How To Polish a Stainless Steel Sink

- Aug 03, 2018-

A few years ago, I learned a trick that changed my life. No, seriously, it was a complete game-changer in the care of my kitchen sink. This is a tip you'll shrug off and then eventually grudgingly try. And then you'll say, "Oh man, that was so easy and awesome! Why didn't I do that sooner?"

The key, my friends, to the most shiny and luxuriously polished stainless steel sink, is very cheap, very simple, and very weird: flour.

Why Polish the Sink? Why Not?

Why would you want to polish your sink? I can hear the angry mobs now: "I'm just doing good to get my dishes done and the sink empty! Why would I ever imagine polishing it? Isn't that like the brass on the Titanic?" Well technically, yes, it is. But still! Sometimes a little polishing is good for the soul.

This very satisfying trick is an essential when moving into or out of an apartment, when important company is coming over, or on an afternoon when you're really into the cleaning vibe. It's simple, easy, and really makes your sink look its best. Pull out your flour and let's see how to turn this pantry staple into a cleaning workhorse.

How To Polish Stainless Steel with Flour

What You'll Need

  • Kitchen cleaner OR hot soapy water

  • Kitchen towel

  • Flour

  • Paper towel OR soft rag


  1. Wash the sink thoroughly: Clean the sink with a spray kitchen cleaner or hot soapy water. (See our tips here for cleaning stainless steel with vinegar, too.)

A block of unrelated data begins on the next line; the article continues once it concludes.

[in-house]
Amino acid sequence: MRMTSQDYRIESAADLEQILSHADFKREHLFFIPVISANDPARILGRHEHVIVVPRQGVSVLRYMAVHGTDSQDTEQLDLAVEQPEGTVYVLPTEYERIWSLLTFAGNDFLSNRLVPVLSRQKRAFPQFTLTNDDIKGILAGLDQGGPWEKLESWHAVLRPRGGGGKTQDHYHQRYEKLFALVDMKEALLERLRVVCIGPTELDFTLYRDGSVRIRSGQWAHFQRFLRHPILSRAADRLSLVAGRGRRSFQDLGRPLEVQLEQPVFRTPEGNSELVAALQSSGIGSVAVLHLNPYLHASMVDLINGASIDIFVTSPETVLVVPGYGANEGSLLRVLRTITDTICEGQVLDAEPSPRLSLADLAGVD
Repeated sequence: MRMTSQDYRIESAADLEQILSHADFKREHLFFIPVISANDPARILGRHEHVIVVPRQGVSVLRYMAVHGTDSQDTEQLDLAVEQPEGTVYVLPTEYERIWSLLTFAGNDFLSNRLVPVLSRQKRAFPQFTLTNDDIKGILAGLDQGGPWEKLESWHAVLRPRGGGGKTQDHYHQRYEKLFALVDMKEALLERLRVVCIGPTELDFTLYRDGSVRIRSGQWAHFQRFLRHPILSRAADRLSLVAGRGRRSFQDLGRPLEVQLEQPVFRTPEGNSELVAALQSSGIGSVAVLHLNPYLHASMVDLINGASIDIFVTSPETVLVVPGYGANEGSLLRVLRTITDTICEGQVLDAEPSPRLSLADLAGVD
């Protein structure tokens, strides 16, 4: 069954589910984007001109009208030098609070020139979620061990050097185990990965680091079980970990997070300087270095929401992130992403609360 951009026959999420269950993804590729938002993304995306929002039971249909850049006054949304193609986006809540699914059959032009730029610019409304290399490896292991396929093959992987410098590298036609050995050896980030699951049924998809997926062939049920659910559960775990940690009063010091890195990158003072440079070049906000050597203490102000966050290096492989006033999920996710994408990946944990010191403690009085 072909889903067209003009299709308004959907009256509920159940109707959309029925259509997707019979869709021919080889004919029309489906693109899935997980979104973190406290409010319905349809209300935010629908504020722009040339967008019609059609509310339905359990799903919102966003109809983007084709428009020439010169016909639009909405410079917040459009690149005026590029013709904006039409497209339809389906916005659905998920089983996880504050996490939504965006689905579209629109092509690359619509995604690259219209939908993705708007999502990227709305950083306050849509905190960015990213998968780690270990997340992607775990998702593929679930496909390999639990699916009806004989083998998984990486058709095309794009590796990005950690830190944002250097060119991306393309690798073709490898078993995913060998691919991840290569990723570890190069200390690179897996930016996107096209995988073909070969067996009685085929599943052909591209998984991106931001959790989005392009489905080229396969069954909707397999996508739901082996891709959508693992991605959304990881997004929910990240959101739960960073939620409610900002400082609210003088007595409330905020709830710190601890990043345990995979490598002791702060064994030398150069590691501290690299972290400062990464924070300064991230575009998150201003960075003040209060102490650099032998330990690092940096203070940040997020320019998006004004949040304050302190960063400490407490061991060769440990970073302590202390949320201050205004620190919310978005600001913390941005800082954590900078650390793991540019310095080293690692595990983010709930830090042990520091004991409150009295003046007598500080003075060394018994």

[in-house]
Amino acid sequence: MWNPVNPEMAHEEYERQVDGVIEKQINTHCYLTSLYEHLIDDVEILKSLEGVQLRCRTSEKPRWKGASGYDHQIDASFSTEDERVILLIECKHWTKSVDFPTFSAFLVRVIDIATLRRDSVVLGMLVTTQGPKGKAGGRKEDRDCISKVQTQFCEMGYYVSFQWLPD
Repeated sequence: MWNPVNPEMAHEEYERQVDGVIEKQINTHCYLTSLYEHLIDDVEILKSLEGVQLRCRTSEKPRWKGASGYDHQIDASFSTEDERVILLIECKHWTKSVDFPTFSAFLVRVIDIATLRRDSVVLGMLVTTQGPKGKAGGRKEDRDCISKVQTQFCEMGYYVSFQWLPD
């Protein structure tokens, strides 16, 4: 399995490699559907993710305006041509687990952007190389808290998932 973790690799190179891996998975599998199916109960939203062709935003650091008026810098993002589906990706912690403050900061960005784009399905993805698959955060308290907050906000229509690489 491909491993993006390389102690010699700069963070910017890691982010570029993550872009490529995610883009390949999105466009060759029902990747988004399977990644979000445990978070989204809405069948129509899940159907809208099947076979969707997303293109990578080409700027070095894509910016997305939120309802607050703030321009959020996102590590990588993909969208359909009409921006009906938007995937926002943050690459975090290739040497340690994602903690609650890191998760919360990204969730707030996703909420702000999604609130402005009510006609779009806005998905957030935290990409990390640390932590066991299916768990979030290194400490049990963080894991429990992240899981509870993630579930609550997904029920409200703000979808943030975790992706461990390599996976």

2. Dry the sink: Buff the sink dry with a clean towel. Do not skip this step! It sounds silly, but any water left in your sink will instantly turn the flour into goo and things will not end well. Don't forget the sides of the sink and the top of the drain.

  3. Sprinkle the sink with flour: Sprinkle your sink with a thick dusting of flour. (Yes, this will feel intrinsically wrong. You can do half the sink at a time if you feel extra uneasy about it!)

  4. Buff the flour: Using a paper towel or soft cloth, buff the flour into the sink like you are waxing a car. Keep buffing and don't forget the drain, rim around the top of the sink, handles, knobs, and little grooves where dirt likes to hide. You'll see bits of food start to disappear and things begin to get shiny.

  5. Forbid anyone from using it: Just kidding!


  • In my own home, I use this trick once a month. The flour buffs the micro-grooves in the sink's surface and also pulls out residual dirt and grime that your basic sponge and soap can't get to.